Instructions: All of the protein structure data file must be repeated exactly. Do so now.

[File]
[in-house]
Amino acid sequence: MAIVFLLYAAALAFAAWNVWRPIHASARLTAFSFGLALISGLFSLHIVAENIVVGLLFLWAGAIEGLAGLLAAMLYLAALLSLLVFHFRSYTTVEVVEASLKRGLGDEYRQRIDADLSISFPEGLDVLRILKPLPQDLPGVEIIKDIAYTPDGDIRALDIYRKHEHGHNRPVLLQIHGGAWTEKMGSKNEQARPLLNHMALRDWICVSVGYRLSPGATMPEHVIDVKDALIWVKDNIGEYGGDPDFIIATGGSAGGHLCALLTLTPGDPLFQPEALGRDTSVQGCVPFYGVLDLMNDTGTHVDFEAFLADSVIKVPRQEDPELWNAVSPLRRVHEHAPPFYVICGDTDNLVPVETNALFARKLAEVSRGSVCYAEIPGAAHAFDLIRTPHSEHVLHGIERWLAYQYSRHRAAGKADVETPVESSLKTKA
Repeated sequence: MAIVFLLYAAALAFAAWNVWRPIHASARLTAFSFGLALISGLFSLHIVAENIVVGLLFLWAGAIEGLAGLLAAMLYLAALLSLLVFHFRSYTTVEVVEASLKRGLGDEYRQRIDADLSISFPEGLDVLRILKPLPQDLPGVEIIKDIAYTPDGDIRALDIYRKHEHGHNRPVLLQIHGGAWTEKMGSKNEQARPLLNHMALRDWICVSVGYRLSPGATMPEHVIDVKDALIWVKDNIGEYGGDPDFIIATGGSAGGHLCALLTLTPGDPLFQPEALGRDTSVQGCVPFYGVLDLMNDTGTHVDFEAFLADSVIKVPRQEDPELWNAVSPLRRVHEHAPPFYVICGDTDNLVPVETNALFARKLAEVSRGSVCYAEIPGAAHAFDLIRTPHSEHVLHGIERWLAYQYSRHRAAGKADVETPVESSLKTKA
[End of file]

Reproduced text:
[in-house]
Amino acid sequence: MAIVFLLYAAALAFAAWNVWRPIHASARLTAFSFGLALISGLFSLHIVAENIVVGLLFLWAGAIEGLAGLLAAMLYLAALLSLLVFHFRSYTTVEVVEASLKRGLGDEYRQRIDADLSISFPEGLDVLRILKPLPQDLPGVEIIKDIAYTPDGDIRALDIYRKHEHGHNRPVLLQIHGGAWTEKMGSKNEQARPLLNHMALRDWICVSVGYRLSPGATMPEHVIDVKDALIWVKDNIGEYGGDPDFIIATGGSAGGHLCALLTLTPGDPLFQPEALGRDTSVQGCVPFYGVLDLMNDTGTHVDFEAFLADSVIKVPRQEDPELWNAVSPLRRVHEHAPPFYVICGDTDNLVPVETNALFARKLAEVSRGSVCYAEIPGAAHAFDLIRTPHSEHVLHGIERWLAYQYSRHRAAGKADVETPVESSLKTKA
Repeated sequence: MAIVFLLYAAALAFAAWNVWRPIHASARLTAFSFGLALISGLFSLHIVAENIVVGLLFLWAGAIEGLAGLLAAMLYLAALLSLLVFHFRSYTTVEVVEASLKRGLGDEYRQRIDADLSISFPEGLDVLRILKPLPQDLPGVEIIKDIAYTPDGDIRALDIYRKHEHGHNRPVLLQIHGGAWTEKMGSKNEQARPLLNHMALRDWICVSVGYRLSPGATMPEHVIDVKDALIWVKDNIGEYGGDPDFIIATGGSAGGHLCALLTLTPGDPLFQPEALGRDTSVQGCVPFYGVLDLMNDTGTHVDFEAFLADSVIKVPRQEDPELWNAVSPLRRVHEHAPPFYVICGDTDNLVPVETNALFARKLAEVSRGSVCYAEIPGAAHAFDLIRTPHSEHVLHGIERWLAYQYSRHRAAGKADVETPVESSLKTKA